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  • Affiliations :
    Department of Clinical and Experimental Medicine, Unit of Audiology and Pediatric Otorhinolaryngology, University of Parma, Italy.
    Authors :
    Andrea Bacciu, Filippo Di Lella, Enrico Pasanisi, Ilaria Gambardella, Maria Silvia Saccardi, Salvatore Bacciu, Vincenzo Vincenti.
    Abstract:
    The clinical features and surgical results of “closed type” versus “open type” congenital cholesteatoma were compared in order to analyse the differences between the two forms; whether the morphology of the disease may have a role in the staging systems has been also evaluated. We reviewed retrospectively 95 patients (96 ears) who underwent surgery for congenital cholesteatoma over a 15-year period focusing on the clinical differences between open and closed type congenital cholesteatoma. Seventy-one patients (74%) had a closed-type and 25 (26%) an open type congenital cholesteatoma. Our study confirmed the higher prevalence of the closed type, as well as, a younger age at initial diagnosis compared with the open type congenital cholesteatoma. Other differences between the two forms were: modality of diagnosis (pathognomonic otoscopy in 100% of the closed type and in 40% of the open type), positive history for otitis media with effusion (51.4% in closed type vs 20% in open type), involvement of the tympanic membrane quadrants (anterior quadrants were more frequently involved in the closed forms, whereas posterior quadrants were more frequently involved in the open forms), disease extension and aggressiveness. A residual cholesteatoma was found in 6 out of the 71 patients (8.4%) with a closed type congenital cholesteatoma and in 10 out of the 25 patients (40%) with an open type congenital cholesteatoma. After adjusting for potential confounders, open-type congenital cholesteatoma was significantly associated with residual cholesteatoma compared to the closed-type (odds ratio [OR] 7.39, 95% confidence interval [CI] 1.10–49.77, p = 0.03). This study confirmed that the open congenital cholesteatoma has global clinical features that are uniquely different from the classical closed form. These differences could reflect a distinct pathogenesis, but there is no proof of this to date. The classification of the congenital cholesteatoma could be further refined by adding the morphologic type of the disease.
    DOI : 10.1016/j.ijporl.2014.10.014
  • Affiliations :
    Department of Clinical and Experimental Medicine, Unit of Audiology and Pediatric Otorhinolaryngology, University of Parma, Via Gramsci 14, 43126 Parma, Italy.
    Authors :
    Andrea Bacciu, Filippo Di Lella, Enrico Pasanisi, Ilaria Gambardella, Maria Silvia Saccardi, Salvatore Bacciu, Vincenzo Vincenti.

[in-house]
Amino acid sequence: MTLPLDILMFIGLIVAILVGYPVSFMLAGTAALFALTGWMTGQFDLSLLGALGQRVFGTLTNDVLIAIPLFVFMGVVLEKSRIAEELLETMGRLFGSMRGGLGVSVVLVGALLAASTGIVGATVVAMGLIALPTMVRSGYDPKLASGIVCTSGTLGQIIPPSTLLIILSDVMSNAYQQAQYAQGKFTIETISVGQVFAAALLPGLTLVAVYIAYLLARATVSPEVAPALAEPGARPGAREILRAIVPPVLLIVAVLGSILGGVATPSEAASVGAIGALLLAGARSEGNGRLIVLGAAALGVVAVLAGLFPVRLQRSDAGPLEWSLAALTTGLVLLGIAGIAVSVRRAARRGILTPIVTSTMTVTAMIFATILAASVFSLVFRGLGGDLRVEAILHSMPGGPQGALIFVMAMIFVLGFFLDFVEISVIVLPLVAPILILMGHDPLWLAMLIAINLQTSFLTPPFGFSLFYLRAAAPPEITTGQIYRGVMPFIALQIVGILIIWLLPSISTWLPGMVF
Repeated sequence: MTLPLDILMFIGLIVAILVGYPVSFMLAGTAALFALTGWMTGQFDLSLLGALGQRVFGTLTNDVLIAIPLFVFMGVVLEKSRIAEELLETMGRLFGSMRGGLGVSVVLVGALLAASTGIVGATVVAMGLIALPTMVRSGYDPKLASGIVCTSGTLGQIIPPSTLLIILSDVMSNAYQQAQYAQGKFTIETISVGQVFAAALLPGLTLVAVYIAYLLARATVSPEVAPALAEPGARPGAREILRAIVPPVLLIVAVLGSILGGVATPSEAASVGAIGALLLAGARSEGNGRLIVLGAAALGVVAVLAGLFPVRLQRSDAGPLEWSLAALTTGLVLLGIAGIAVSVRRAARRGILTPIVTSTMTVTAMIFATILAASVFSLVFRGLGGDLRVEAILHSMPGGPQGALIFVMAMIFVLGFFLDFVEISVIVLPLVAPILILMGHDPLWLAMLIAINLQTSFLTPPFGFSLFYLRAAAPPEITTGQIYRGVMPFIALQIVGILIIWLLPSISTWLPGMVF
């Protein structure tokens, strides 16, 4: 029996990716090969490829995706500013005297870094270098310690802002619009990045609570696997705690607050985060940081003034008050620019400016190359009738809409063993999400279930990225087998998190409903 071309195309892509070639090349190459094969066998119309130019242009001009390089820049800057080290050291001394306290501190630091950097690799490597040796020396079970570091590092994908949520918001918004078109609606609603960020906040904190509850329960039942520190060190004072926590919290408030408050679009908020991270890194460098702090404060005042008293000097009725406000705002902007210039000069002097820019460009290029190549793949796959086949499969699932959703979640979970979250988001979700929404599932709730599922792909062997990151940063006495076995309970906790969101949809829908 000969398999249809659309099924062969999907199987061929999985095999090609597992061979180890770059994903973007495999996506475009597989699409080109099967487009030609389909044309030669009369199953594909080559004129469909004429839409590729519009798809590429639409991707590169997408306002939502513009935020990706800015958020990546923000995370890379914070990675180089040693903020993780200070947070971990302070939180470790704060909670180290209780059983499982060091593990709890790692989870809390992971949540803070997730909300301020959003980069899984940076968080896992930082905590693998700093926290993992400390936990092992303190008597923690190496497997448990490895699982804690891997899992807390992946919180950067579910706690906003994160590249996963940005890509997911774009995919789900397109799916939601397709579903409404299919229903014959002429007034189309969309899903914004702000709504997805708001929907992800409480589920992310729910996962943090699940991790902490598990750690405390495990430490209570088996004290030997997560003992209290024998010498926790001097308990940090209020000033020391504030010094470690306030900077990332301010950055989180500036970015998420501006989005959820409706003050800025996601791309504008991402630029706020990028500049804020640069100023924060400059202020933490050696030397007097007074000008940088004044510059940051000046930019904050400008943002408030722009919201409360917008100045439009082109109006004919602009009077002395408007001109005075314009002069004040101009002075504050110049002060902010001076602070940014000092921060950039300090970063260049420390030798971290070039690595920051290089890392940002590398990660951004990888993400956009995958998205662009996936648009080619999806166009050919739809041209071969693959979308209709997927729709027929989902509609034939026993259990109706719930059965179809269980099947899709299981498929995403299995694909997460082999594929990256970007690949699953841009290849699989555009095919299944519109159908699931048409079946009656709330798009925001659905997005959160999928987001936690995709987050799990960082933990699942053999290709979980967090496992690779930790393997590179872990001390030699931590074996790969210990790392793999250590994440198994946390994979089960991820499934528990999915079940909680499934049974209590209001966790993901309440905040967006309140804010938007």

Abstract:
    The clinical features and surgical results of “closed type” versus “open type” congenital cholesteatoma were compared in order to analyse the differences between the two forms; whether the morphology of the disease may have a role in the staging systems has been also evaluated. We reviewed retrospectively 95 patients (96 ears) who underwent surgery for congenital cholesteatoma over a 15-year period focusing on the clinical differences between open and closed type congenital cholesteatoma. Seventy-one patients (74%) had a closed-type and 25 (26%) an open type congenital cholesteatoma. Our study confirmed the higher prevalence of the closed type, as well as, a younger age at initial diagnosis compared with the open type congenital cholesteatoma. Other differences between the two forms were: modality of diagnosis (pathognomonic otoscopy in 100% of the closed type and in 40% of the open type), positive history for otitis media with effusion (51.4% in closed type vs 20% in open type), involvement of the tympanic membrane quadrants (anterior quadrants were more frequently involved in the closed forms, whereas posterior quadrants were more frequently involved in the open forms), disease extension and aggressiveness. A residual cholesteatoma was found in 6 out of the 71 patients (8.4%) with a closed type congenital cholesteatoma and in 10 out of the 25 patients (40%) with an open type congenital cholesteatoma. After adjusting for potential confounders, open-type congenital cholesteatoma was significantly associated with residual cholesteatoma compared to the closed-type (odds ratio [OR] 7.39, 95% confidence interval [CI] 1.10–49.77, p = 0.03). This study confirmed that the open congenital cholesteatoma has global clinical features that are uniquely different from the classical closed form. These differences could reflect a distinct pathogenesis, but there is no proof of this to date. The classification of the congenital cholesteatoma could be further refined by adding the morphologic type of the disease.
    DOI : 10.1016/j.ijporl.2014.10.014
  • Affiliations :
    USDA-ARS, United States Salinity Laboratory, 450 West Big Springs Rd., Riverside, CA 92507-4617, USA.
    Authors :
    Elia Scudiero, Todd H. Skaggs, Dennis L. Corwin.
    Abstract: